"He won the Japanese money list last year, that's millions of dollars last year and won his national championship in Korea. Is he going to forego all that to come over here and play the Nationwide Tour? He is a big part of golf, now; and a big part of this tournament, now. You're talking about eliminating an opportunity for players that don't even have a vote on the issue. 

"I understand what the PGA Tour is trying to do, acquiesce to the demands of a sponsor, but personally I think it's short-sighted."

Amen and hallelujah, brother Brandel.

They also tossed a few observations around about the LPGA, including some less-than-flattering aspersions about the work ethic of the American players, who have definitely lost their grip on the top rung of the LPGA ladder. At last season's Solheim Cup, the players on the U.S. team had amassed, what, three victories between them over 2011?

South Florida's Lexi Thompson, the latest teen prodigy, might help in that regard. She already has a couple of wins.

"The last United States lady to be player of the year was Beth Daniel, 1994," Chamblee said. "They are getting out-worked by Lorena Ochoa, Annika Sorenstam, Karrie Webb, they are getting out-worked."

We tend to agree, but I'm not on the panel. So, continue ... 

"If Lexi Thompson can avoid pitfalls, she has all of the talent to be just as good, if not better, than Beth Daniel was, which is saying a lot because that’s a talented woman,” Chamblee said.

Posted on: February 26, 2011 9:17 am

Miller: Tiger's gone from Tucson to Tyson

MARANA, Ariz. -- He was bounced in the first round, sent packing back to Orlando, the driving range across the street from his home, his latest swing coach, with another bruise to his resume and another fallen peg in the world golf ranking.

Tiger Woods will be No. 4 in the world, or worse depending on how the weekend plays out at the Accenture World Match Play Championship, the lowest ranking since before he won his first major at the Masters in 1997, but he remains very much a front-burner topic.

Just ask the analysts.

Friday night, the Golf Channel aired a state-of-the-game roundtable with the game's brightest talking heads: Johnny Miller, Nick Faldo, Roger Maltbie and Brandell Chamblee. The state of Tiger's game essentially superceded any talk of this week's developments at Dove Mountain.

Miller said he feels like he is watching the second installment of an all-time American sporting tragedy. 

"It's a little bit like a Mike Tyson story to be honest with you," Miller said. "Sort of invincible, scared everybody, performed quickly under pressure, and until the Buster Douglas came along, of life, Tiger started to hit that in his life."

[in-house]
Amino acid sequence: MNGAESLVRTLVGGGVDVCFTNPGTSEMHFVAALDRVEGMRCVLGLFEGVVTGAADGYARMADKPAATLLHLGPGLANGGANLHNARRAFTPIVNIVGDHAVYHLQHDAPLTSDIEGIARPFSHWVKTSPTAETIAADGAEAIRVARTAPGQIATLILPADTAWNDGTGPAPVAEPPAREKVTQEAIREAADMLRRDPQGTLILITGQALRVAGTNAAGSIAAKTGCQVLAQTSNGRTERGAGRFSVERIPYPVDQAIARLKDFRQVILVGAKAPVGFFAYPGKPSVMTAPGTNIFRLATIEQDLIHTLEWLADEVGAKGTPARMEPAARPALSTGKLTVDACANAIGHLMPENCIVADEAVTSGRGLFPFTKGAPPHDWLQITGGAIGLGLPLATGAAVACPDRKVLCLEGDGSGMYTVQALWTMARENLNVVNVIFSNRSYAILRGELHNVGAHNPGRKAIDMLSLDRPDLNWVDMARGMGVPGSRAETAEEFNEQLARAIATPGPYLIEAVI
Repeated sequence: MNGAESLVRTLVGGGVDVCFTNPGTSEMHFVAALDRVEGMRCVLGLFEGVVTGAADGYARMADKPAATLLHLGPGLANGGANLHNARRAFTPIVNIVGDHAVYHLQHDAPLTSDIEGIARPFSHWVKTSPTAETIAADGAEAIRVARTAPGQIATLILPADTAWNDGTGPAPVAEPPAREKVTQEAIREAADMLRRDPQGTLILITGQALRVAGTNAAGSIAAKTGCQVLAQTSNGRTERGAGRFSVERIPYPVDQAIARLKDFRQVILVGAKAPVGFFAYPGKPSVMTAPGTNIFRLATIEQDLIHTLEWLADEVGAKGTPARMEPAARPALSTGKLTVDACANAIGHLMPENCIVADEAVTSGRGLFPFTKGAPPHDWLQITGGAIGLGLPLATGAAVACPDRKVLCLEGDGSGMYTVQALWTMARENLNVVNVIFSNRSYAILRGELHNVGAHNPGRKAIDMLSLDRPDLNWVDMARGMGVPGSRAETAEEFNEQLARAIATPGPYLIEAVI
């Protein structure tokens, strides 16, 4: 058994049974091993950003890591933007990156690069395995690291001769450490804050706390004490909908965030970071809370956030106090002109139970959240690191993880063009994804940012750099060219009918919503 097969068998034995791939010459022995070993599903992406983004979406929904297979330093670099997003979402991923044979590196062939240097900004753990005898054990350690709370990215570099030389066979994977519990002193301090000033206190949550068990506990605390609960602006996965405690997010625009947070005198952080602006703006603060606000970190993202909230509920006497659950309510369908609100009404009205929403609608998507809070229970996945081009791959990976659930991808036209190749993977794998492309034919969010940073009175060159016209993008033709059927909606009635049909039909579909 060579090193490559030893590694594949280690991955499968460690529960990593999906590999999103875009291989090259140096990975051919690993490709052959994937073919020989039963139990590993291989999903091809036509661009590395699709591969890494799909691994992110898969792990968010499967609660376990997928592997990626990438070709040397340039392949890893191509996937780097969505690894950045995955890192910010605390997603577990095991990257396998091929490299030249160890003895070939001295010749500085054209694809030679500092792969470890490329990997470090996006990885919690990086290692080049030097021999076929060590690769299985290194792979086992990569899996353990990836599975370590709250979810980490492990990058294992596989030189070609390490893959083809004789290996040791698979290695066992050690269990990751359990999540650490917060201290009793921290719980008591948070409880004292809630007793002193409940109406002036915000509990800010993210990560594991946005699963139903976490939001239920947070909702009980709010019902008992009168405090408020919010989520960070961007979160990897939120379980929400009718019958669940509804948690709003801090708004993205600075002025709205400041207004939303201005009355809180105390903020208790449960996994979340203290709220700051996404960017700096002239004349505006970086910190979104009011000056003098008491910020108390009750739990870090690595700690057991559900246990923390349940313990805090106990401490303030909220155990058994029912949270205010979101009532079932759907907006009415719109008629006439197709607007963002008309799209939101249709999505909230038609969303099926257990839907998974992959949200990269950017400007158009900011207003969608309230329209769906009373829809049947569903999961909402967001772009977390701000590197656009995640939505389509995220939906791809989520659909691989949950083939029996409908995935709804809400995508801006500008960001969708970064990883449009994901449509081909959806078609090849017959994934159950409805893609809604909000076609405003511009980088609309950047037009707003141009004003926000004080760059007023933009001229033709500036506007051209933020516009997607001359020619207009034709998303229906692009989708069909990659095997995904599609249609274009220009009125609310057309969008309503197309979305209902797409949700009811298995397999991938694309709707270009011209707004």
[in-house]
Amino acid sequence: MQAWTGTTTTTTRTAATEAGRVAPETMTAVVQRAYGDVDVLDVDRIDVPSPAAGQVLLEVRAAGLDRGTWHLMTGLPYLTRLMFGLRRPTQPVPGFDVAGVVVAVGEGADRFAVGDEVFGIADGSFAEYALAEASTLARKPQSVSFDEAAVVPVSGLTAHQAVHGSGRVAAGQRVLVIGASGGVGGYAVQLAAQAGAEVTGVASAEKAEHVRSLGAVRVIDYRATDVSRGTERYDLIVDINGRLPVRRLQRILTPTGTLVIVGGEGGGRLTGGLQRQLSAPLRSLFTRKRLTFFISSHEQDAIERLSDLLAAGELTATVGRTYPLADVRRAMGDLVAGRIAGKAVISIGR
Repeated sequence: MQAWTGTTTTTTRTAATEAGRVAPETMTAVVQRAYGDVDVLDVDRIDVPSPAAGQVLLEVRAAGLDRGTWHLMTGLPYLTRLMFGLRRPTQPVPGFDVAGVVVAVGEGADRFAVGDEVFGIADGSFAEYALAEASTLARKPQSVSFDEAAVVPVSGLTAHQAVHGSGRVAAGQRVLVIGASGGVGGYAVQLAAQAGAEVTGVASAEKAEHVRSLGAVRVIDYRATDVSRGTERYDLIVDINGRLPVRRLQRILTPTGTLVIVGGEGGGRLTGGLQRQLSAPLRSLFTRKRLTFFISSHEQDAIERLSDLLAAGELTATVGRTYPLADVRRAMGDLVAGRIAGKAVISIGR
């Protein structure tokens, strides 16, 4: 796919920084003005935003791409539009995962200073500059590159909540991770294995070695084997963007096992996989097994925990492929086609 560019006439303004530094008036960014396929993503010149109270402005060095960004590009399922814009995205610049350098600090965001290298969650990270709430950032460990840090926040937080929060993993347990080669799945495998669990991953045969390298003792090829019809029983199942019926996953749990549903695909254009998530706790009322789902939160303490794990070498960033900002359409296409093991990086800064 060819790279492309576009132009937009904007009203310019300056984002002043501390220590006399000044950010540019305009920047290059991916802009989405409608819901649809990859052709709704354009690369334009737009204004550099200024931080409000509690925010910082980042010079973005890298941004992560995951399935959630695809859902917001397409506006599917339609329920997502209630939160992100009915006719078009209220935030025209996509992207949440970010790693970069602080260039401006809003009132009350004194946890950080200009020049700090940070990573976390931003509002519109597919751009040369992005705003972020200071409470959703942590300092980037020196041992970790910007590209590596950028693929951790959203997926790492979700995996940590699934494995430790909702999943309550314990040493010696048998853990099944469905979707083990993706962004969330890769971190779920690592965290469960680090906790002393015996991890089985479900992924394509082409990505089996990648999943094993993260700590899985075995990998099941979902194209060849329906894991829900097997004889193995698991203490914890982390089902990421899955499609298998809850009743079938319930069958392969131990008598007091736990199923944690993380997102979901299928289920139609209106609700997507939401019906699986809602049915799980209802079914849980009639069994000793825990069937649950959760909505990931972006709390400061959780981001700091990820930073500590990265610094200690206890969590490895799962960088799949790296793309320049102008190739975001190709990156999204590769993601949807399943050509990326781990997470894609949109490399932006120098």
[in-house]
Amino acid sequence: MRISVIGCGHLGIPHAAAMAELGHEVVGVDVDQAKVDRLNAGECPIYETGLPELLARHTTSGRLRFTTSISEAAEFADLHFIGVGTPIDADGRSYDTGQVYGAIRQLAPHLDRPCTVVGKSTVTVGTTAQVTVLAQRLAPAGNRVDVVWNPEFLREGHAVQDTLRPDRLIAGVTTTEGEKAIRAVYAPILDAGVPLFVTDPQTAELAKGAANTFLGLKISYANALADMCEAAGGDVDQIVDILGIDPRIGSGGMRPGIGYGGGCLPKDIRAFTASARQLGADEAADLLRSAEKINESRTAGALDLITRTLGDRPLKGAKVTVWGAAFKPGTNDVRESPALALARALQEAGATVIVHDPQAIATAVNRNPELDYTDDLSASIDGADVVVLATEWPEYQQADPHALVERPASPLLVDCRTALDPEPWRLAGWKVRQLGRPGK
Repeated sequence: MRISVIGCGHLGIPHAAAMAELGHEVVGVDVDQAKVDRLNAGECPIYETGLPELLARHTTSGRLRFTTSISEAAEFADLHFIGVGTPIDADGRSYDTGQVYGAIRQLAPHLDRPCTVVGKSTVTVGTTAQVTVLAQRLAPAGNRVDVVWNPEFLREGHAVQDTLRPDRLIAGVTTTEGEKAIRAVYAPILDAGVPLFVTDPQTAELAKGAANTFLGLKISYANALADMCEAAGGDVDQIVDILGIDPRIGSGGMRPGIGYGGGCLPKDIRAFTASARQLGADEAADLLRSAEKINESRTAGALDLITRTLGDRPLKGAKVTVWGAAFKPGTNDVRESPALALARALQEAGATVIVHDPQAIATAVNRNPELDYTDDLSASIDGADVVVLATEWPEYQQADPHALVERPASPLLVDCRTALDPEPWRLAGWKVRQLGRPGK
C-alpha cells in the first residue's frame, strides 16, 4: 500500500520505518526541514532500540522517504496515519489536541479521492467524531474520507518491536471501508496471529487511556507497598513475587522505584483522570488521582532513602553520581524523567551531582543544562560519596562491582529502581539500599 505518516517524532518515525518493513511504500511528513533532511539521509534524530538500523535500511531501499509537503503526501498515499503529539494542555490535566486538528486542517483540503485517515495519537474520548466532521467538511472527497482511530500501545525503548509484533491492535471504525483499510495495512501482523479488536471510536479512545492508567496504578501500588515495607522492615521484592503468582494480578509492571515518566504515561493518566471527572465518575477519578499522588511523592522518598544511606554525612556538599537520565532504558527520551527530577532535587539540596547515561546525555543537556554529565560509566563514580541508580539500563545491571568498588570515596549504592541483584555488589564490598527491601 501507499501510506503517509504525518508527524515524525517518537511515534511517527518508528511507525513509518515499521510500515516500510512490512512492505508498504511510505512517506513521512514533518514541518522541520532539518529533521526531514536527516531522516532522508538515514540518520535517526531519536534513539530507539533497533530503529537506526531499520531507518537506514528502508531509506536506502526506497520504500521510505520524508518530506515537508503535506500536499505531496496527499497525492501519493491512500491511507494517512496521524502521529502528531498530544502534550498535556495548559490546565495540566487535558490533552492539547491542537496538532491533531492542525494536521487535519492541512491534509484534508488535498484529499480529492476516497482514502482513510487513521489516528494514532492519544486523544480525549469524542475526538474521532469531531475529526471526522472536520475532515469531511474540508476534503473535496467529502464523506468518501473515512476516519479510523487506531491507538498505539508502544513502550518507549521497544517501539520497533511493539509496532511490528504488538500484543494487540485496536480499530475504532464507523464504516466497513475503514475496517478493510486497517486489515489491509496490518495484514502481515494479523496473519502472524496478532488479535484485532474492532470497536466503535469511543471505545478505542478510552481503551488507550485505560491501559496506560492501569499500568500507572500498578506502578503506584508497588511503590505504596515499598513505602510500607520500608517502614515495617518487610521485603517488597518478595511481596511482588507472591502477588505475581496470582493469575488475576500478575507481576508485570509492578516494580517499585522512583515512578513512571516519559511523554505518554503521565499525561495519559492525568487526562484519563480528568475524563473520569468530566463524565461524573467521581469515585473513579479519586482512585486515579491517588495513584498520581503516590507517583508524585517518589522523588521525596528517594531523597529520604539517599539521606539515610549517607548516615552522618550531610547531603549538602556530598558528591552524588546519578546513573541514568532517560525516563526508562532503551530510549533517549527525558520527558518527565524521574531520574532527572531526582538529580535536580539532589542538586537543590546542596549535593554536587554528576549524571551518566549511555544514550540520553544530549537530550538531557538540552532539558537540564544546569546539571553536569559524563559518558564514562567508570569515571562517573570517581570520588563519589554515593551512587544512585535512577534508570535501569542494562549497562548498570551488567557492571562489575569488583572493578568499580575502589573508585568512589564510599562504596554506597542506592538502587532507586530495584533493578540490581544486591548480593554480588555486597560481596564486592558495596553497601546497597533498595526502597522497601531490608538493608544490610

Tyson was convicted or rape charges, took an upset beating at the hands of Douglas and was never the same in or outside the ring.

"His life crumbled and it's like Humpty Dumpty," Miller said. "He was on the high wall way above all the other players and had a great fall, and there's pieces all over the place and [he's] trying to put them together.

"It's a tough thing because as my father said the psyche in golf is very delicate, it's very fragile, and when you lose your psyche and your confidence, there's nothing you can do to get that back except for play more tournaments and get put your rounds out there if they're bad, but turn it around and start playing some good rounds and posting some good scores, otherwise you're just doing it on the practice tee."

As he has previously, Chamblee questioned Woods' insistence on making a series of swing changes.

"I think he is the eternal warrior against complacency," Chamblee said. "He's always trying to sharpen the knife. But really what is he trying to do? If you look at the success he had from 2000 to 2002, he won seven of 11 major championships. Let's just say he finally gets all the stuff that he's trying to do with this golf swing, and where does he want to be on the other end of it, in a spot where he can win major championships by wide margins, which was exactly where he was, and all he's done is cost himself a couple years when he'd have been racking up major championships.

"You look at him now and he looks completely lost. He looks like a hunting dog with a bad nose out there; he's on this trail, he's on that trail stuck in between the golf swing that he had in 2000 because he is trying it looks to me to get more upright, but he still has that same lower body action that he had with Hank Haney. It's more rotary, it's more of a flat swing sort of rotation, so he's stuck between these two golf swings. 

"But whether it's with Butch [Harmon] or when he had the perfect golf swing, and here we see him in the playoff when he was just going on and on and making all these practice swings, and that tells you right there that he is playing golf swing, not golf shot."